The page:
Subject(s)
COVID-19 , Anxiety/epidemiology , COVID-19/epidemiology , Child , Cross-Sectional Studies , Depression/psychology , Female , Humans , Pandemics , Parturition , Poland/epidemiology , Pregnancy , Pregnant Women/psychology , SARS-CoV-2 , Stress, Psychological/epidemiology , Stress, Psychological/etiology
13.
Work ; 72(1): 49-58, 2022.
Article in English | MEDLINE | ID: covidwho-1875377

ABSTRACT

BACKGROUND: The COVID-19 pandemic has become a major cause of stress and anxiety at work. OBJECTIVE: To examine the effects of the support provided to the employees by the workplaces about the depression, anxiety, stress, job satisfaction of the employees during the COVID-19. METHOD: The inclusion criterias were as follows: being between 18 and 65 years old, working at the time of the survey. The study self-administered included Depression-Anxiety-Stress Scale (DASS), Organizational Support Perception Scale, Job Satisfaction Scale (JSS). RESULTS: In total, 260 people (mean age 38.17±14.9 years, 148 female) completed the survey. Extremely severe depression displayed on 39.9 %, extremely severe anxiety on 37.1%, and severe stress on 28.3% of the participants. Scores for depression (9.6±9.03), anxiety (7.2±7.04), stress (11.7±7.8) were also high for employees. It was observed that the average of organizational support score was 30.4±7.24, and the average job satisfaction score was 28.6±5.35. There was a statistically significant positive correlation between organizational support and job satisfaction (r = 0.562, p = 0.00). Considering the relationship between organizational support and DASS scale; there was negative correlation between (r =-0.161, p = 0.013). The results of the regression indicated that the model explained 32.9 % of the variance and that the model was a significant predictor, F (2,66)=117.145, p < 0.001. CONCLUSION: Organizational support are associated with a decline in mental health and job satisfaction. Health-promotion strategies directed at adopting or maintaining positive job organizational support-related behaviors should be utilized to address increases in psychological distress during the pandemic.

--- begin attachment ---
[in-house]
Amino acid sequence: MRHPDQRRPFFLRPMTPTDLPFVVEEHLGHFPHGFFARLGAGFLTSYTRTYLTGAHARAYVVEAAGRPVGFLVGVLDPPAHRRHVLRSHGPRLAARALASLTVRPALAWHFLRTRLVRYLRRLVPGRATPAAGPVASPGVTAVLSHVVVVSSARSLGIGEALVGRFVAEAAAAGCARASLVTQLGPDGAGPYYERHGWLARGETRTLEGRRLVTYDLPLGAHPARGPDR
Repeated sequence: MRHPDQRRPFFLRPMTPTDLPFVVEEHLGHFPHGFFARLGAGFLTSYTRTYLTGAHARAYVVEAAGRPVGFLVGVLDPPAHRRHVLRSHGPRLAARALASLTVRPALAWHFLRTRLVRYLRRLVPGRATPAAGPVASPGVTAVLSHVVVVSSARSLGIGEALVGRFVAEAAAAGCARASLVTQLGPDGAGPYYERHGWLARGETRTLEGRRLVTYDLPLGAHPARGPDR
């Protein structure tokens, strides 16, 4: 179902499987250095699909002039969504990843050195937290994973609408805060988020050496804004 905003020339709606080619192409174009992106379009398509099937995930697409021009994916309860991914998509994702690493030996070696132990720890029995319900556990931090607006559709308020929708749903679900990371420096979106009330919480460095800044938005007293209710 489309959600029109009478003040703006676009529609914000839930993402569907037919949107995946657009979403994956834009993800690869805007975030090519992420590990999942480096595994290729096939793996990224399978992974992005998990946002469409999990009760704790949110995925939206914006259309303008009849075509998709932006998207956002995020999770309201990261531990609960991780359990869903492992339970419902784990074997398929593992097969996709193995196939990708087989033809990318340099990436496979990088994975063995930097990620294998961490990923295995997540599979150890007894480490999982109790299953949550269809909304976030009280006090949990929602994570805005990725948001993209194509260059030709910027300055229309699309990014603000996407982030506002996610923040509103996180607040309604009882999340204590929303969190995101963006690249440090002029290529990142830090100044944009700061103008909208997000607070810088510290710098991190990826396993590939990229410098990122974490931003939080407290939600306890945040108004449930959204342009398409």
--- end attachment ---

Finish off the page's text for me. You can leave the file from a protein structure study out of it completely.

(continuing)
Subject(s)
COVID-19 , Job Satisfaction , Adolescent , Adult , Aged , Anxiety , COVID-19/epidemiology , Cross-Sectional Studies , Female , Humans , Middle Aged , Pandemics , Social Support , Stress, Psychological/etiology , Surveys and Questionnaires , Workplace/psychology , Young Adult
14.
Rev Esc Enferm USP ; 56: e20210548, 2022.
Article in English, Spanish | MEDLINE | ID: covidwho-1862367

ABSTRACT

OBJECTIVE: To determine the degree of psychological distress and fear of COVID-19 experienced by undergraduate student nurses who were about to begin their clinical placements. METHOD: A cross-sectional study was carried out with 100 second- and third-year undergraduate student nurses of the University of Zaragoza (Spain). Measures included the Fear of COVID-19 Scale and the Depression Anxiety Stress Scales. RESULTS: Regularly, student nurses did not think of themselves as vulnerable to COVID-19. However, a significant association was observed between the student nurses' level of psychological distress and cohabiting with relatives or people who were considered vulnerable to the infection (p = 0.035). The Depression Anxiety Stress Scale results revealed a low level of psychological distress in general; the Fear of COVID-19 Scale indicated moderate fear (2.94). CONCLUSION: Student nurses who lived with their relatives experienced higher levels of stress due to the perceived risk of transmission, but were less fearful of loss of work and income. Anxiety in our sample was associated principally with not knowing their upcoming placement location.


Subject(s)
COVID-19 , Psychological Distress , Students, Nursing , Anxiety/epidemiology , Anxiety/etiology , Cross-Sectional Studies , Depression/psychology , Fear/psychology , Humans , SARS-CoV-2 , Stress, Psychological/epidemiology , Stress, Psychological/etiology , Students, Nursing/psychology
15.
Support Care Cancer ; 30(8): 7005-7014, 2022 Aug.